(Los Angeles) - Edward Cella Art + Architecture is pleased to present Disposable Culture, the first
solo exhibition at the gallery for Los Angeles based artist Donnie Molls. The exhibition features the
newest suite of mixed media paintings and objects by Molls which invoke the indelible hold of the
automobile on the recesses of the North American psyche. Even after we discard them for scrap
and recycling, our cars remain loaded with narrative, suggestion, and spectral traces of identity.
Building on his fascination with objects and places that are overlooked or abandoned, and yet
charged with the transient presence of absentia, Molls transforms the gallery space into a modern
day memento mori with images of wrecking yards, tire piles, and car part graveyards. Our cars
become a significant emblem of our consumption, our waste, our mutable identities, our optimism,
and ultimately of our own impermanence. An apt signifier for the dystopian facets of the American
Dream, and the ravages and remnants of its consumptive appetites and excesses, the wrecked
car is a heavy ghost in the American landscape.
As a child, Molls observed the creation and destruction of the automobile first hand with his
father, who built stock and demolition derby cars. Later moving to Los Angeles, an epicenter of
car culture, he became fascinated with its aura of magic and prosperity. As a literal vehicle for
social and cultural identity, the car is coveted, loved, fetishized, and emblematic. It is the nostalgic
object par excellence: deeply rooted in the temporal as a cultural signifier of its time. Recently,
artist has returned to photography as an appropriately nostalgic medium to capture the cars
elusive sublime, and has documented custom-car culture, and its breakdown, across Southern
California. The artist exposes photo negatives onto a prepared canvas, or steel panel, with coats
of gelatino-silver bromide. He then paints and glazes over them with translucent layers and
accretions of color. The hybridized composites, simultaneously photographic, painterly, additive,
and reductive, alter the viewers perception of an iconic, and readily recognizable, symbol of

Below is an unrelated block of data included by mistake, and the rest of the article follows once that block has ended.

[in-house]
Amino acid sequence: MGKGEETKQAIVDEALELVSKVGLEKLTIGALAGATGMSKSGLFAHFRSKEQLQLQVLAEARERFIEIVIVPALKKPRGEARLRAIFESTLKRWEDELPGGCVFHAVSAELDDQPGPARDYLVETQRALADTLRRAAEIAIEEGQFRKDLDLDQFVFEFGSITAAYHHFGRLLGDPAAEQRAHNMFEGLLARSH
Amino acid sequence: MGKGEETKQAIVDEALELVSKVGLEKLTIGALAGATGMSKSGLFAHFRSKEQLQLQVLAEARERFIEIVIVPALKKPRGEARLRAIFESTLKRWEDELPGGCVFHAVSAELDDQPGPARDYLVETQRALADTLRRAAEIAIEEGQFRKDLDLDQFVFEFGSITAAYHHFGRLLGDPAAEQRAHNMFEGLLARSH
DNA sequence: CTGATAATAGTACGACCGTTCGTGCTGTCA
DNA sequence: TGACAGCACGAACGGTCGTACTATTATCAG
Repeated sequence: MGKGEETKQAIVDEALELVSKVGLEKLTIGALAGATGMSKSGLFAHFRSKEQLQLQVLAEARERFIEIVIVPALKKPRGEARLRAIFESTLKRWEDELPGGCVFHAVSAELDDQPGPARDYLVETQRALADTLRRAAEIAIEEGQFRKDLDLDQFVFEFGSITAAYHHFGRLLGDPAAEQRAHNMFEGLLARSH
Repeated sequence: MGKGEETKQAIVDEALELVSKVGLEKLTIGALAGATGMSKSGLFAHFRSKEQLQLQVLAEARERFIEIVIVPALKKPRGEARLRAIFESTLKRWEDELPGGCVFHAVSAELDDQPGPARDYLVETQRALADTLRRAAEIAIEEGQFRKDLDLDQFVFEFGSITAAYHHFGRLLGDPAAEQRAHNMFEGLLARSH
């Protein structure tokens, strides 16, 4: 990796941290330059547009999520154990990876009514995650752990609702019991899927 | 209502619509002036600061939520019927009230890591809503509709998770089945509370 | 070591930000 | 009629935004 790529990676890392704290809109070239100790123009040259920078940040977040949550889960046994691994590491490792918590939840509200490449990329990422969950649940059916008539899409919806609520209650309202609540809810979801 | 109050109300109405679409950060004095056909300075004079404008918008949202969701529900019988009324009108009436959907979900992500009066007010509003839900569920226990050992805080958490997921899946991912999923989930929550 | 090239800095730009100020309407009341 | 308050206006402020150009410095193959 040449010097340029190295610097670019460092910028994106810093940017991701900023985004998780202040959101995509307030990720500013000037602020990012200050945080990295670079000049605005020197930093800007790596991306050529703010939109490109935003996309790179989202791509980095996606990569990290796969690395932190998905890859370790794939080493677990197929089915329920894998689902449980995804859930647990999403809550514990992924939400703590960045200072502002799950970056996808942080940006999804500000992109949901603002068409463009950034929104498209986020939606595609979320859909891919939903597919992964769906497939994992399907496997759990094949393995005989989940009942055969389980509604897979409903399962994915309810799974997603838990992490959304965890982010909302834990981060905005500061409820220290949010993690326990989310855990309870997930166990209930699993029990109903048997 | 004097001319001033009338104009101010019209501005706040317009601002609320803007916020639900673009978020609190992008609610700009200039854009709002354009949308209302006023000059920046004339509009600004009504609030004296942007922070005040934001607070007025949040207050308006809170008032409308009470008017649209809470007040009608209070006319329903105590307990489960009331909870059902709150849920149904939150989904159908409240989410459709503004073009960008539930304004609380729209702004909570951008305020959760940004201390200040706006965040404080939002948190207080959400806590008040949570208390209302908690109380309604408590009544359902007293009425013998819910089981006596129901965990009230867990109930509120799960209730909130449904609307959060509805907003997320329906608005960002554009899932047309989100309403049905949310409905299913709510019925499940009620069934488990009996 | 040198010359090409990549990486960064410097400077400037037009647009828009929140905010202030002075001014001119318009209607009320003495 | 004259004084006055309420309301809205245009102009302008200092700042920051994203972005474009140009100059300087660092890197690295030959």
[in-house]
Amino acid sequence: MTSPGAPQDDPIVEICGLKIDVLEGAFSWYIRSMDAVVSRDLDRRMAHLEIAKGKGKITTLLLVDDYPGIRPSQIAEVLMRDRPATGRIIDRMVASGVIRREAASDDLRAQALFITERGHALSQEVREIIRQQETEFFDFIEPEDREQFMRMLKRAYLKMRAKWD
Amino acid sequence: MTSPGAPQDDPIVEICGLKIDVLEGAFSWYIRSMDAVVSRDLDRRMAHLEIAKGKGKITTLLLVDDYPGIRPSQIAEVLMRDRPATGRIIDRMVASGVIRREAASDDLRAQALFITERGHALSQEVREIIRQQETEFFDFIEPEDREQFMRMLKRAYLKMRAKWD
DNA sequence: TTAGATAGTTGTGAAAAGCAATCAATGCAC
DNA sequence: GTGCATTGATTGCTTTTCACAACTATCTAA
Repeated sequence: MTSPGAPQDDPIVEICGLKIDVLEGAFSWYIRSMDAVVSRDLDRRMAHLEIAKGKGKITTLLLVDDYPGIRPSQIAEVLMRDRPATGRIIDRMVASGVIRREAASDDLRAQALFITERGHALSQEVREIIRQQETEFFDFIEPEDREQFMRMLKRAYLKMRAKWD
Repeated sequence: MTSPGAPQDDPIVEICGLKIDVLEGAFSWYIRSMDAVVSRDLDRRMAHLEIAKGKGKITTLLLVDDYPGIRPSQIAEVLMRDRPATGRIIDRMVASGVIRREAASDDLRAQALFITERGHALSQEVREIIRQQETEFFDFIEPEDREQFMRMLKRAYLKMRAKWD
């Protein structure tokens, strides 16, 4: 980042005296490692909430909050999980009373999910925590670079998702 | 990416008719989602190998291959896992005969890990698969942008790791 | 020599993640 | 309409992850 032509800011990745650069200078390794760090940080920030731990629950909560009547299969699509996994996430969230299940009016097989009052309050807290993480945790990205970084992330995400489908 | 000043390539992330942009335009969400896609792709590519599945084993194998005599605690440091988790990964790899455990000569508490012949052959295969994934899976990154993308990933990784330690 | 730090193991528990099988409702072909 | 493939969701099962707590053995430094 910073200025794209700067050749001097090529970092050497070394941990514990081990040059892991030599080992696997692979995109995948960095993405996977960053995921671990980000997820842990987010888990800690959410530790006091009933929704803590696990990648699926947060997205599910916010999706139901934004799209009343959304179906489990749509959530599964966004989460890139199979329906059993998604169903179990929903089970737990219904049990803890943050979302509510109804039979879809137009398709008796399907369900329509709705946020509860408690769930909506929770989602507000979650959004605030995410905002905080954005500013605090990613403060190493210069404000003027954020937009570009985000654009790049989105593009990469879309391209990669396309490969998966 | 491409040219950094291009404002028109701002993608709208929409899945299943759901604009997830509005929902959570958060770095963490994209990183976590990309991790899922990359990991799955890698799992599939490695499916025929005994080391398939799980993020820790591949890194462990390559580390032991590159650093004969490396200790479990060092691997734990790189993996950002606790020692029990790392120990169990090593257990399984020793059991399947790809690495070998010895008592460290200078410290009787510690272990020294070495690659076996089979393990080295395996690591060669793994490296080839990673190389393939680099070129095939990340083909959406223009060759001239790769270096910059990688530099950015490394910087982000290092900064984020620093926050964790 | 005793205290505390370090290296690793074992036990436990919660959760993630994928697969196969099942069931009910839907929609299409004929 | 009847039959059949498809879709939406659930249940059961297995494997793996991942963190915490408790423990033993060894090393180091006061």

consumption culture. We are sensitized to our own intimately subjective relationships to these
charged objects, and the roles they play in the inflected scopes of our memories and cultural
imaginaries. Like wrecking yards filled with discarded memories, these images become
uncomfortably human in the suggestion of absent lives once associated with the castaways.
Fascinated by the heaps of dismantled and decommissioned vehicles, scavenged for their
salvageable parts, Molls has created wall mounted sculptures and a site-specific installation built
from blown-out pistons and used tires. Altogether new in the artists oeuvre, the objects are
collectively arranged and mounted to the gallery walls and floors to suggest the overwhelming
abundance of discards and castoffs that populate repair shops and car yards across the city.
These dead parts are revived and re-positioned in rhythmic circles or massive heaps, taking
new formal life from the detritus and wreckage of human flotsam. These sculptural assemblages
invoke the coexisting momentums of creation and destruction in contemporary consumer culture,
and the ambivalence of our own coexisting appetites for the new and the old, for the preservation
of history and for its erasure. Disposable Culture laments the impermanence and instability of our
loftiest tower of Babel.
Molls currently lives and works in Los Angeles. He began exhibiting in the early 1990s and his
work has recently been
featured in several group exhibitions including at the Orange County Center for Contemporary Art, Laguna
Museum, Riverside Art Museum, Irvine Fine Arts Center and at the new Lancaster Museum of Art, and recently
in a solo
exhibition with Carl Berg Projects. His work is included in several major art collections and
has been featured in New
American Painters, Rivera, Coast and Puta magazines.
Concurrently on view, ECAA presents recent works by Scott McMillin.
Special Exhibition Program:
California, Culture, and Wearing the Right Car
Tuesday, July 10, 2012 / 6:30 pm
6018 Wilshire Blvd., Los Angeles
Join Leslie Mark Kendall, head curator of the Petersen Automotive Museum, for an illustrative lecture
as he examines the
importance and significance of Southern California car culture as a means of self-expression, and its
influence as an arbiter
of material, aesthetic, and ideological trends emulated worldwide.
Leslie Mark Kendall (B.A., M.BA.) is head curator of the Petersen Automotive Museum. He has held the
1995. He was a curator at the San Diego Automotive Museum previously and is a current board member of
the Society of
Automotive Historians and the National Association of Automotive Museums.
THE PROGRAM IS FREE AND OPEN TO THE PUBLIC.
Seating is limited. To reserve, please call 323.525.0053
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